On the Road with Carter Tanton
In the eight or so years I lived in Boston, disparagement of the rock scene was as common as lamenting the Red Sox and Celtics each season (pre-2004 and 2008 respectively, of course). It was easy to take that stance, but if you dragged your ass to enough shows in Cambridge, JP, and Allston, there were always interesting and worthwhile sounds to discover. One such band was Tulsa, which was fronted by guitarist and singer Carter Tanton. While that band has long-since dissolved, he has been busy—as a member of Jana Hunter’s Lower Dens, occasionally playing with Melissa Nadler, and by cutting his teeth as a recording engineer for Twin Shadow, Drug Rug, and many others.
This hard-working and often peripatetic musician has been zigzagging across the country over the last few weeks with Fumika Yamazaki-Burdett (also of Viva Viva, keys) and Greg Besun (a.k.a. MANNERS, drums), opening up for guitar-heroes War on Drugs and Purling Hiss. I was able to catch up with Carter through some late-night correspondence as he and the crew makes their way back East for a few more dates in the US before heading to Europe. Be sure to watch kaleidoscopic video for “Horrorscope” after the jump, which was directed by JHNY STVNS (of Fedavees, whose new single was also recorded by Carter). If you don’t manage to catch him on tour this fall, his much-anticipated solo effort Freeclouds will be available in your local record store on November 15th.
KW – I hope the tour has been going well everyone. It is definitely a killer bill alongside Purling Hiss and War on Drugs. I read in another interview that you collaborated with Adam Granduciel [of War on Drugs] years ago—is that how this bill came about?
CT – In a way, maybe. Yeah, it’s funny—Adam and I were just talking about those days in Boston where we hung out in our friend’s studio. He’s definitely a dude who I can talk about recording with and learn something new each time. I relate to his methods a lot.
KW – What have you guys been listening to in the van on those long drives out West?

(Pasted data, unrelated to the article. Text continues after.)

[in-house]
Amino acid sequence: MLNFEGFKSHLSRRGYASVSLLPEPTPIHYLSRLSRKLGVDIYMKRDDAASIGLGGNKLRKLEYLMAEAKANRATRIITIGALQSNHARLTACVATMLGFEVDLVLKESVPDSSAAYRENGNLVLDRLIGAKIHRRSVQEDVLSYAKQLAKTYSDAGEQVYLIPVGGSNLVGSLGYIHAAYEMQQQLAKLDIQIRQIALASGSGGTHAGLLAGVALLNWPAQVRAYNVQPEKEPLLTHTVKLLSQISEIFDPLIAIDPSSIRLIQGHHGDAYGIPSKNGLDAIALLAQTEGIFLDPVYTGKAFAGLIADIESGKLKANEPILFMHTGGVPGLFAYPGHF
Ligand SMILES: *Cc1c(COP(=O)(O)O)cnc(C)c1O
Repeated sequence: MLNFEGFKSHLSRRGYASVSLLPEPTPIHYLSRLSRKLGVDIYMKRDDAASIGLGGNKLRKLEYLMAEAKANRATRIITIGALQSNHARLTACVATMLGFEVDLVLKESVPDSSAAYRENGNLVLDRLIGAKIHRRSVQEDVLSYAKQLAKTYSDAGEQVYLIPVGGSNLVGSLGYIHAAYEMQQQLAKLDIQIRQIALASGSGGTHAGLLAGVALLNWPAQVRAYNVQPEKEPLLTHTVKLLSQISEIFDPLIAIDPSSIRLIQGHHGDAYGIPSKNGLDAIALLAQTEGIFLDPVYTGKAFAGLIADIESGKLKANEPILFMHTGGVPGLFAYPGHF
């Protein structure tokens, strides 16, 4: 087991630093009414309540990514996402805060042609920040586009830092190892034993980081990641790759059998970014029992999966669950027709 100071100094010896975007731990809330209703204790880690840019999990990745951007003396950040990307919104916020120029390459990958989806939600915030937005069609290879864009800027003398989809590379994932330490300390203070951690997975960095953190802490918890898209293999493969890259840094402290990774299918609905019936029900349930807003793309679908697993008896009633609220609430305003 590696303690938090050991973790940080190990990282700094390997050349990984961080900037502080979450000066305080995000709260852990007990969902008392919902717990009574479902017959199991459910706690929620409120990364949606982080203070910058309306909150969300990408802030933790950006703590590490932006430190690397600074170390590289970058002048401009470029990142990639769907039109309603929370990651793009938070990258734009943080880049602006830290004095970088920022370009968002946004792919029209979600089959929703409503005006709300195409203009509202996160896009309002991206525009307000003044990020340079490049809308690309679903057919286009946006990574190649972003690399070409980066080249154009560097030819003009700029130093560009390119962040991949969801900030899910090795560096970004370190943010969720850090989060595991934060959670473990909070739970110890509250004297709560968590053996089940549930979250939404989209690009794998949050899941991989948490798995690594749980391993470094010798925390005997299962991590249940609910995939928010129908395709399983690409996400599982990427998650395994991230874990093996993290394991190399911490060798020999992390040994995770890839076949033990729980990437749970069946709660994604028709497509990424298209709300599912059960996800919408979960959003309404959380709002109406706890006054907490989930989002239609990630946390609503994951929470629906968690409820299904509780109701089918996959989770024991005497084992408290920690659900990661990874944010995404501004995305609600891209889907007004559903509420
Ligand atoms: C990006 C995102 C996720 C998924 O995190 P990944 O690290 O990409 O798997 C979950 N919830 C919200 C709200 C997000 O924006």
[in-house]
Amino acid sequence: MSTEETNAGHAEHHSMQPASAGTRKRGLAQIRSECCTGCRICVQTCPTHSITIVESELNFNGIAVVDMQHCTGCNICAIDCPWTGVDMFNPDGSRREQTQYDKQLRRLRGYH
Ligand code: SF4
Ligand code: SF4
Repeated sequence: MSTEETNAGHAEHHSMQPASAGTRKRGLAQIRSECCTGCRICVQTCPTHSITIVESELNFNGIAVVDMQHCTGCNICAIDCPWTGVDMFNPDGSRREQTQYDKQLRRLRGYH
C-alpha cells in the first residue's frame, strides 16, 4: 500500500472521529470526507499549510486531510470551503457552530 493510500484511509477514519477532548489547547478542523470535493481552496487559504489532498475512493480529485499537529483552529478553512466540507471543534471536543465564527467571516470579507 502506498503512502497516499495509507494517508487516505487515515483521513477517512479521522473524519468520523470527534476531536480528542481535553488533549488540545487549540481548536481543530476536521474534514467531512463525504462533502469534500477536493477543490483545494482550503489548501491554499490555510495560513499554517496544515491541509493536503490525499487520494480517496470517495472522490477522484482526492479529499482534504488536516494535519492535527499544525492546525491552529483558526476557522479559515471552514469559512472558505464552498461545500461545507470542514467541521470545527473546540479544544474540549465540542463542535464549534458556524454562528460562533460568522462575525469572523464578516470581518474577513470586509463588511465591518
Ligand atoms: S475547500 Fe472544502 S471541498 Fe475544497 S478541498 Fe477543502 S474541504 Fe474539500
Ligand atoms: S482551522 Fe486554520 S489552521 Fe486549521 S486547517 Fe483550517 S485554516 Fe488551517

CT – J Dilla. Spectrum. Karl Blau.
KW – I’d like to hear about your process for recording and producing Freeclouds at your home. What is your set-up, and how long did you work on it?
CT – I have one mic and one mic preamp. That’s about it. And then I do a lot of work sampling myself and drum programming. This record really was made in my bedroom. You can do just about anything these days with only a little technology. I’m psyched on that.
Freeclouds took 2-3 months, mixing included. I tracked it beginning in February last winter.
KW – I see that “Horrorscope” was recorded with Brian Deck [formerly of Califone, Ugly Casanova, Red Red Meat, and producer for Iron & Wine, Modest Mouse, and countless others]. How did you end up collaborating with him?
CT – My old band was encouraged to work with him. “Horrorscope” was definitely the song Brian and I clicked on the most. I got him up out of his chair.
KW – Did you acquire any new implements recently or over the last few years that were employed on this album? A new 12-string, a Roland 707, or anything that helped your sound evolve?
CT – Hah. A computer. My first ever. That’s it. And a Roland Juno 6.
KW – After a leg through Europe later this year, what are your plans for 2012?
CT – More tours in January and February, and then I’ll be busy with Lower Dens.
KW – As a museum nerd, I have to ask—have you guys seen any art or visited any museums during your travels? If so, any highlights?
CT – Yes!! The De Kooning exhibit at the MoMA [New York] is awesome. Go. The first room is my favorite of the whole show.
Freeclouds can be pre-ordered through Western Vinyl and is also available on iTunes now.
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The author of this article loves to keep tabs on her favorite Boston bands down in NYC.